Now, with that in mind, I’m going to try to explain a bit about Wavelength Division Multiplexing or WDM. Before we get into the specifics of WDM, let’s start with a brief introduction to optical transmission – or light, as you may know it. You are probably aware that light rays from the sun travel massive distances to reach us, and that light bulbs perform a similar function but over much shorter distances. To send data down a fibre optic cable, we use lasers to make light. We use different wavelengths (or colours) to be able to reach short distances (up to a few hundred metres) or long distances (up to 100s of kms). By switching the laser on and off, we can transfer 1s and 0s (data bits) from one end of a fibre to the other. Oh, and we can do this very quickly. Due to the costs involved in deploying fibre and data switches, we want to get the most out of the infrastructure and send as many data bits as we can, as fast as possible at the most economical cost. That brings us to WDM. How can we send more than one set of data bits down the same fibre at the same time?
Let’s take a sideways step and look at some musical instruments. You may ask “what has this got to do with optical transmission?” And it’s a good question – the answer is that sound behaves in the same way as light. When a musician plays a note, the sound carries and is received at your ear. In effect, we are sending data bits from instrument to listener. We can increase the rate of data transfer in this case by playing faster and/or by playing more than one note simultaneously. Playing multiple notes at the same time is Wavelength Division Multiplexing. So, If I can play the piano with all of my ten fingers, I can send ten times the amount of data as using one finger. Going back to our optical fibre transmission we can achieve the same increase in data bit transfer speeds by sending multiple different coloured light beams (i.e. of differing wavelengths) down the same fibre.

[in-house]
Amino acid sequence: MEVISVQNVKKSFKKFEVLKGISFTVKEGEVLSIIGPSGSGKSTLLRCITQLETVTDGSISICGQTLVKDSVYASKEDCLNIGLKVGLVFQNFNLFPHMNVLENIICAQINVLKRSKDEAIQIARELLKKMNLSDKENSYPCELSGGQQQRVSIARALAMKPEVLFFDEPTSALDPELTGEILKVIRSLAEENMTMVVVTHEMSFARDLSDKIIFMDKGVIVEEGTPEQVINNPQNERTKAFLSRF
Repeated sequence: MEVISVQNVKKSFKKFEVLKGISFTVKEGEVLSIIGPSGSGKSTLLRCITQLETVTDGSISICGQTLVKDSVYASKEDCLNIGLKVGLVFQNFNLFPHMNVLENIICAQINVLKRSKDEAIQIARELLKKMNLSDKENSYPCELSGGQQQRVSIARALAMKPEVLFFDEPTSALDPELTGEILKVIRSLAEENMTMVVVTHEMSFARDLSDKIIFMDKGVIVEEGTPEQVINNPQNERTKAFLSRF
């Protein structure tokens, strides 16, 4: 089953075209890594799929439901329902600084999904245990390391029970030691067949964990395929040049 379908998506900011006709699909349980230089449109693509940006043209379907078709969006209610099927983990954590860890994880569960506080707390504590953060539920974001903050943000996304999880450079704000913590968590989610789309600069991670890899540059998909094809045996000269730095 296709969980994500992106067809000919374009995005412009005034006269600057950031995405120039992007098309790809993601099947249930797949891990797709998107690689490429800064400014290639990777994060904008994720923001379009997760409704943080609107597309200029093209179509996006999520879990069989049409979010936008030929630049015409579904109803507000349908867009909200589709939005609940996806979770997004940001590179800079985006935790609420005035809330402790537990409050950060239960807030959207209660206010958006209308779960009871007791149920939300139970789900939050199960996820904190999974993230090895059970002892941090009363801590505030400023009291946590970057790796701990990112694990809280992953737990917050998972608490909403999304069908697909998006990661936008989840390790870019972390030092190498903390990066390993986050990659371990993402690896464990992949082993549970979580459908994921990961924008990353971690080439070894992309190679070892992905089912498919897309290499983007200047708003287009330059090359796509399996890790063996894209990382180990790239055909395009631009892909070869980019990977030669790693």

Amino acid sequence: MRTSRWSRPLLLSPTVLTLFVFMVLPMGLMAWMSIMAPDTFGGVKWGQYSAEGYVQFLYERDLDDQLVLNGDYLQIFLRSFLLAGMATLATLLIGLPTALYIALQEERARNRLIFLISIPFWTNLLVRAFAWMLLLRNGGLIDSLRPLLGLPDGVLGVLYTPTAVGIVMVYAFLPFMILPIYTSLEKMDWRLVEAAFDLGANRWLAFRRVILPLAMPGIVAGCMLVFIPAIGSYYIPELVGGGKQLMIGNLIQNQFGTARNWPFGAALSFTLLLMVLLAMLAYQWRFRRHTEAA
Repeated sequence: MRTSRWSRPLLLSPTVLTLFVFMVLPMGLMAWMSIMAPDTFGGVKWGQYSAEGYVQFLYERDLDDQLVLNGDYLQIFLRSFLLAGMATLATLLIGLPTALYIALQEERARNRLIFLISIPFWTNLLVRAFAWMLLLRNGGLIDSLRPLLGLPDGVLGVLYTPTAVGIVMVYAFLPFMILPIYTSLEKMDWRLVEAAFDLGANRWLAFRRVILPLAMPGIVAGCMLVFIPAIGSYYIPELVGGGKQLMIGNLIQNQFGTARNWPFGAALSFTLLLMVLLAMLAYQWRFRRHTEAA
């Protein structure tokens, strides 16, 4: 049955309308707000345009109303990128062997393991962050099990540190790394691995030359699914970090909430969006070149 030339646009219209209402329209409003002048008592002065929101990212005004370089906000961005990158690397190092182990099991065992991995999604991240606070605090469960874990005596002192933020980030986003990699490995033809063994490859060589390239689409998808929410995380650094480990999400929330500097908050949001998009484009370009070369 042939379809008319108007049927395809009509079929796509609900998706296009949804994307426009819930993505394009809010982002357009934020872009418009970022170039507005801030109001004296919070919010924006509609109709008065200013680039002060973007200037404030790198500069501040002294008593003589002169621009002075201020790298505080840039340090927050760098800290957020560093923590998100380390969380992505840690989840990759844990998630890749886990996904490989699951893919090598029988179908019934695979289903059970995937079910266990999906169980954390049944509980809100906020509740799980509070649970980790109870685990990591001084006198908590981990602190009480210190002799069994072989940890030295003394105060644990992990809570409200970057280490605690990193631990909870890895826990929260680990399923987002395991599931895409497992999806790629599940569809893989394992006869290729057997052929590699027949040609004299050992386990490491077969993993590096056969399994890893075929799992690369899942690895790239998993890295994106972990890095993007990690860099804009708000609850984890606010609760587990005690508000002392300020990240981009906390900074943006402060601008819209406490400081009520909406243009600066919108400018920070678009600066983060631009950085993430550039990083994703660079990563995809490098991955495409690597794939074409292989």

There are two main variants of WDM – Coarse (CWDM) and Dense (DWDM). The big difference between the two is how many different wavelengths (notes or colours) you can squeeze into the system. If I strum all six strings on a guitar I am simultaneously playing six notes in the range of about four octaves. There is a separation between each note and the listener can easily tell which notes are being played. This is coarse or CWDM. Imagine now being able to play every single note on every fret of the same guitar, at the same time. That would be 120 notes in a similar overall range as before, but the notes are now closer together (and should still be individually distinguishable). This is dense or DWDM. Now in the optical fibre transmission system we use different colours of light alongside each other. In CWDM we can use up to 18 different colours and in DWDM this increases to around 160. You can think of CWDM as being like major colours (Red, Orange, Yellow, Green, Blue etc..) whereas DWDM would use many shades of colours (Scarlet, Pink, Crimson, Salmon, Ruby, Rust etc..). Unfortunately for this analogy the colours of light used in optical transmission are in the infra-red spectrum and are not visible to the naked eye, so they are all in fact shades of infra-red!
We have discussed the ‘how’ but what about the ‘why’? Why do we need to use all these different colours, can’t we just send the data bits faster? Well let’s go back to the musician analogy – yes Brian May can play the guitar faster than say, Ed Sheeran, but there is a physical limit to how fast they can play. It’s the same with light, although the limit has not yet been found, the cost increases exponentially as you move to the faster speeds. So, I could hire ten local guitarists for less than the cost of one Brian May and at ten times the data rate of the slowest, I can still play more notes than with one high speed guitarist. With CWDM and DWDM I can send multiple 1Gb/s or 10Gb/s signals much more cost efficiently than sending one single larger data bit flow.
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